Winston’s Twin Arches Viewed From Happy Hill

Earlier this week, Mayor and Winston-Salem Alliance president Allen Joines oversaw the official powering-up of the LED lights on the Twin Arches over Highway 52.

The public art initiative is a public/private partnership spearheaded by the Creative Corridors Coalition. It’s the first of several projects that Creative Corridors are working on in conjunction with the ongoing road-work along Highway 52 and Business 40.

The Winston-Salem Journal is reporting that opinions on the Twin Arches are mixed. I personally find the Twin Arches a little underwhelming. But the view from Research Parkway is compelling.

The Twin Arches themselves are the capstone of the tens of millions of dollars that have been spent on the construction work that has been done along the Salem Creek Connector and Research Parkway.

While the entire city will benefit from the Salem Creek Connector, the Wake Forest Innovation Quarter is the big winner. They now have a beautiful, modern roadway that will facilitate the future growth of the WFU Innovation Quarter.

Looking at the new Twin Arches, I’m reminded that roads are a reflection of political power, who has it and who doesn’t. The Salem Creek Connector and Research Parkway show the power that Wake Forest yields at the city, county, and state levels. In Winston, it’s widely believed that what is good for Wake Forest is good for Winston. (That’s a narrative that should be challenged).

As the Salem Connector and Research Parkway are a reminder of a private college’s power, Highway 52 has for decades been a reminder of who doesn’t have political power in Winston-Salem.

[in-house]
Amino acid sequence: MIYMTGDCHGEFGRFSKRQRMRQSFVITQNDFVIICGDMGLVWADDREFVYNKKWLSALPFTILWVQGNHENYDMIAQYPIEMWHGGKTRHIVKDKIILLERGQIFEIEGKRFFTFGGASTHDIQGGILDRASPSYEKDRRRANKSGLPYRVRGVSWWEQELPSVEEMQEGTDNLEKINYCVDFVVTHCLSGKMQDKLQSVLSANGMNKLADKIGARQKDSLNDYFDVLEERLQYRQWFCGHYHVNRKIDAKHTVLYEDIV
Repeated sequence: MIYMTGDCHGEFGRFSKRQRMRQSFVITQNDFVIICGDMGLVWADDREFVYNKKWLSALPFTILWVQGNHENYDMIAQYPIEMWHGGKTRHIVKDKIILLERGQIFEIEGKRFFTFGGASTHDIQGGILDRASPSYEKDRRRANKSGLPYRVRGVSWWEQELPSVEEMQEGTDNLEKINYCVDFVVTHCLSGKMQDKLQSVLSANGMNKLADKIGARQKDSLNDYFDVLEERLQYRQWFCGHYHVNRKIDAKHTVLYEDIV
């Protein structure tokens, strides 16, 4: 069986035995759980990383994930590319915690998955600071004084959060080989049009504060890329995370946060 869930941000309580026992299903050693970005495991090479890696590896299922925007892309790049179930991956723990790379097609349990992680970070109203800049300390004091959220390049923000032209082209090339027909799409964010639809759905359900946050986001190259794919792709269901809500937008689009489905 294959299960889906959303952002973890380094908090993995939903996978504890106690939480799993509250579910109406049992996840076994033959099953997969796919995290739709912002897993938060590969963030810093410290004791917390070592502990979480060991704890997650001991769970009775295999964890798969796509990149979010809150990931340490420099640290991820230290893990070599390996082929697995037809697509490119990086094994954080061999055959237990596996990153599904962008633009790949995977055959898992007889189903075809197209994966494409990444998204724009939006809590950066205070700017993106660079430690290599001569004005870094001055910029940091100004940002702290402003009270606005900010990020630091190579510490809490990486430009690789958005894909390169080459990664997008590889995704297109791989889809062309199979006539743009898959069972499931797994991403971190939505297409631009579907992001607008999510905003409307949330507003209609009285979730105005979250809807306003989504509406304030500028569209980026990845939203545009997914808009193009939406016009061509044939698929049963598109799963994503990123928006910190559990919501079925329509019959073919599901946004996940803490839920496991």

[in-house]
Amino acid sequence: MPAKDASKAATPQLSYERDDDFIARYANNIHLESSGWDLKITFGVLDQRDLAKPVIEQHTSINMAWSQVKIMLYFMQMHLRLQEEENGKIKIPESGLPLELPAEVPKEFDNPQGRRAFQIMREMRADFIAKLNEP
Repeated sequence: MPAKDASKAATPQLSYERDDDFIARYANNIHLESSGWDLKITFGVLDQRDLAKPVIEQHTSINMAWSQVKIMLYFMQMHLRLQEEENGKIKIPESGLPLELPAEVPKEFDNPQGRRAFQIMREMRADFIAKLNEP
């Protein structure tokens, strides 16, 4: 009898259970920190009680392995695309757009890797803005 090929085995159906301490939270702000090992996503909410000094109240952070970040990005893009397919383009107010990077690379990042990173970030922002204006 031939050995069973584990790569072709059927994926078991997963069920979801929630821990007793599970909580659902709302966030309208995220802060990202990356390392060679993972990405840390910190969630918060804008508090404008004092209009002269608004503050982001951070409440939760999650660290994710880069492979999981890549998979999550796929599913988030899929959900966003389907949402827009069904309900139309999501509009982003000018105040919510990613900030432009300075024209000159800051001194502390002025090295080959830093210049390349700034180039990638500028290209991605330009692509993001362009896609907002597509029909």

In a city full of racial boundary lines, Highway 52 is the defining racial boundary line. East of 52 is where the city’s predominately Black neighborhoods are by design. They’re the product of systemic racism (red-lining, urban renewal, and other toxic policies).

East Winston has the city’s highest rates of unemployment and poverty. It’s been the victim of Winston’s growth and modernization over the decades. Urban renewal and highway construction bulldozed much of East Winston’s best neighborhoods.

The Twin Arches themselves are over a portion of Highway 52 that was once part of Happy Hill, the city’s historic African American neighborhood. A portion of Happy Hill, including historic St. Phillip’s Moravian Church was bulldozed in the 1950s for the construction of Highway 52.

The new Twin Arches make a statement about the city’s current devotion to the Arts. Inadvertently the arches make a statement about the city’s callous disregard for Happy Hill and many of its other African American neighborhoods.




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